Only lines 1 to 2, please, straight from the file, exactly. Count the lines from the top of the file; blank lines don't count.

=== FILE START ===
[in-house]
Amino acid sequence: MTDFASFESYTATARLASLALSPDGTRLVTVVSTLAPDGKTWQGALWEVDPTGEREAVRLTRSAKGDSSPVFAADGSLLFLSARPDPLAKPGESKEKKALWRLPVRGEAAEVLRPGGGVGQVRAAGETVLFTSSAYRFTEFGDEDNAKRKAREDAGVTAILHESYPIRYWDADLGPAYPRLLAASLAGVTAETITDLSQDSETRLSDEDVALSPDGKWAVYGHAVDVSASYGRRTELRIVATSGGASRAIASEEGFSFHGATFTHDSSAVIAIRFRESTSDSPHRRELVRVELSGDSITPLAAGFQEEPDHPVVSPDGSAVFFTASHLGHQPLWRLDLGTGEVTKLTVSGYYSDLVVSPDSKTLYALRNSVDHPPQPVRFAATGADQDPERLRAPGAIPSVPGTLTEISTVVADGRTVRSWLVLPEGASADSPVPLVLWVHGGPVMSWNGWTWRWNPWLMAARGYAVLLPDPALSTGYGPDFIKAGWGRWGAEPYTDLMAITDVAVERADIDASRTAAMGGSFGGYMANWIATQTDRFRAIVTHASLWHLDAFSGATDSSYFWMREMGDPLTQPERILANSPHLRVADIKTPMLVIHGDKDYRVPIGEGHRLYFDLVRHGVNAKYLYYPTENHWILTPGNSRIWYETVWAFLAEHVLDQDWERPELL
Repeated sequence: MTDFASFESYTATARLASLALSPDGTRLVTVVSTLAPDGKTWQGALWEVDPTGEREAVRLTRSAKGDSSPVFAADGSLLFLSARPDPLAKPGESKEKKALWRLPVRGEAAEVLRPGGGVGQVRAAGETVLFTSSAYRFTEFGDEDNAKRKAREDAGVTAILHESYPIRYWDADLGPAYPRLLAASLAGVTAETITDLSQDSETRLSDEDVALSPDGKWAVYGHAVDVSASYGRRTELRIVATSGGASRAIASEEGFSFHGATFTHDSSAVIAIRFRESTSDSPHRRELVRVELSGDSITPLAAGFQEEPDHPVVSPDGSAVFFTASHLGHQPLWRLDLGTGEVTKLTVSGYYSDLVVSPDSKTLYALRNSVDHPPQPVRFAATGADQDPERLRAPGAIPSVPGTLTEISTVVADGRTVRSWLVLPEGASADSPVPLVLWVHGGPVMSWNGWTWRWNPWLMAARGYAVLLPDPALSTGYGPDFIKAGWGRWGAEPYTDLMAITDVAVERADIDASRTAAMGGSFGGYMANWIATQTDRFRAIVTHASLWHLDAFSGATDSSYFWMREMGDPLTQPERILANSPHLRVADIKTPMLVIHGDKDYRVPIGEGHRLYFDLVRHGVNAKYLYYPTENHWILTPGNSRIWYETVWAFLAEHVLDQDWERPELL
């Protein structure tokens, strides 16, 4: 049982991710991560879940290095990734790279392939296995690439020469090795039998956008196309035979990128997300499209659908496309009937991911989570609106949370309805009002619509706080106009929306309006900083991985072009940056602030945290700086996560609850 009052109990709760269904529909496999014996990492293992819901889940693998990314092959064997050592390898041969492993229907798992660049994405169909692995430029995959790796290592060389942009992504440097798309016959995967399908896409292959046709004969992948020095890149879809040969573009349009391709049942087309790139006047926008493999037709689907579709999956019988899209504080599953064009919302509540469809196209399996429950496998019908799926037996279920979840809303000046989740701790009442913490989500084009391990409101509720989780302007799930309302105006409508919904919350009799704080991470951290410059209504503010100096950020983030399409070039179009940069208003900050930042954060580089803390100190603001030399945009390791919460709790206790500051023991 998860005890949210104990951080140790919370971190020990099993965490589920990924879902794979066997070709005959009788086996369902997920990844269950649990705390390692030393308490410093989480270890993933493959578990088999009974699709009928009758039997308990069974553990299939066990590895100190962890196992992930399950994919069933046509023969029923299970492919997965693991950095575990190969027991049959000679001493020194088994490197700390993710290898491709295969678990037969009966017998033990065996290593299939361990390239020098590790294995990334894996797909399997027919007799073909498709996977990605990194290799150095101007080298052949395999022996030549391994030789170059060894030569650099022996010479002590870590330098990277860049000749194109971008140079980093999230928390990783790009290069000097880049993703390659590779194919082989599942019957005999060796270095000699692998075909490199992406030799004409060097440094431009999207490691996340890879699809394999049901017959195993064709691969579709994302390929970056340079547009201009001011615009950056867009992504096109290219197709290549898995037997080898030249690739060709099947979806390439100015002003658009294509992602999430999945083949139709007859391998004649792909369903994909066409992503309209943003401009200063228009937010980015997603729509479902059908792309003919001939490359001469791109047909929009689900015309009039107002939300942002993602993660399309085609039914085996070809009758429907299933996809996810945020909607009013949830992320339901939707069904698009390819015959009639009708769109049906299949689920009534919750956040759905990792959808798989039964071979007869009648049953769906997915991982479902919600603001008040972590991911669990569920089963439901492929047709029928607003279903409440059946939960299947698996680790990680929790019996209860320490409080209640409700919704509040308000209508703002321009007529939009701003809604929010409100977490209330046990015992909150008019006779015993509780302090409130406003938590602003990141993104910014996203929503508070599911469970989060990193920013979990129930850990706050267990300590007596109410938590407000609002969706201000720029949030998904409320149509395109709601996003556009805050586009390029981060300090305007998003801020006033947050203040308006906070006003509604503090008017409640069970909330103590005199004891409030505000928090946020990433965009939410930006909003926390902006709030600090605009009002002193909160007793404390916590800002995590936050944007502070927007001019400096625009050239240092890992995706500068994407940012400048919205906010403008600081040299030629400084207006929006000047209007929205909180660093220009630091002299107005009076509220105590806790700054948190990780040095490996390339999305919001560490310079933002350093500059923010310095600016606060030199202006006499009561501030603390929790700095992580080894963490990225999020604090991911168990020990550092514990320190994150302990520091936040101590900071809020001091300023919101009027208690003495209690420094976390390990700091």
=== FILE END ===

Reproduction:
[in-house]
Amino acid sequence: MTDFASFESYTATARLASLALSPDGTRLVTVVSTLAPDGKTWQGALWEVDPTGEREAVRLTRSAKGDSSPVFAADGSLLFLSARPDPLAKPGESKEKKALWRLPVRGEAAEVLRPGGGVGQVRAAGETVLFTSSAYRFTEFGDEDNAKRKAREDAGVTAILHESYPIRYWDADLGPAYPRLLAASLAGVTAETITDLSQDSETRLSDEDVALSPDGKWAVYGHAVDVSASYGRRTELRIVATSGGASRAIASEEGFSFHGATFTHDSSAVIAIRFRESTSDSPHRRELVRVELSGDSITPLAAGFQEEPDHPVVSPDGSAVFFTASHLGHQPLWRLDLGTGEVTKLTVSGYYSDLVVSPDSKTLYALRNSVDHPPQPVRFAATGADQDPERLRAPGAIPSVPGTLTEISTVVADGRTVRSWLVLPEGASADSPVPLVLWVHGGPVMSWNGWTWRWNPWLMAARGYAVLLPDPALSTGYGPDFIKAGWGRWGAEPYTDLMAITDVAVERADIDASRTAAMGGSFGGYMANWIATQTDRFRAIVTHASLWHLDAFSGATDSSYFWMREMGDPLTQPERILANSPHLRVADIKTPMLVIHGDKDYRVPIGEGHRLYFDLVRHGVNAKYLYYPTENHWILTPGNSRIWYETVWAFLAEHVLDQDWERPELL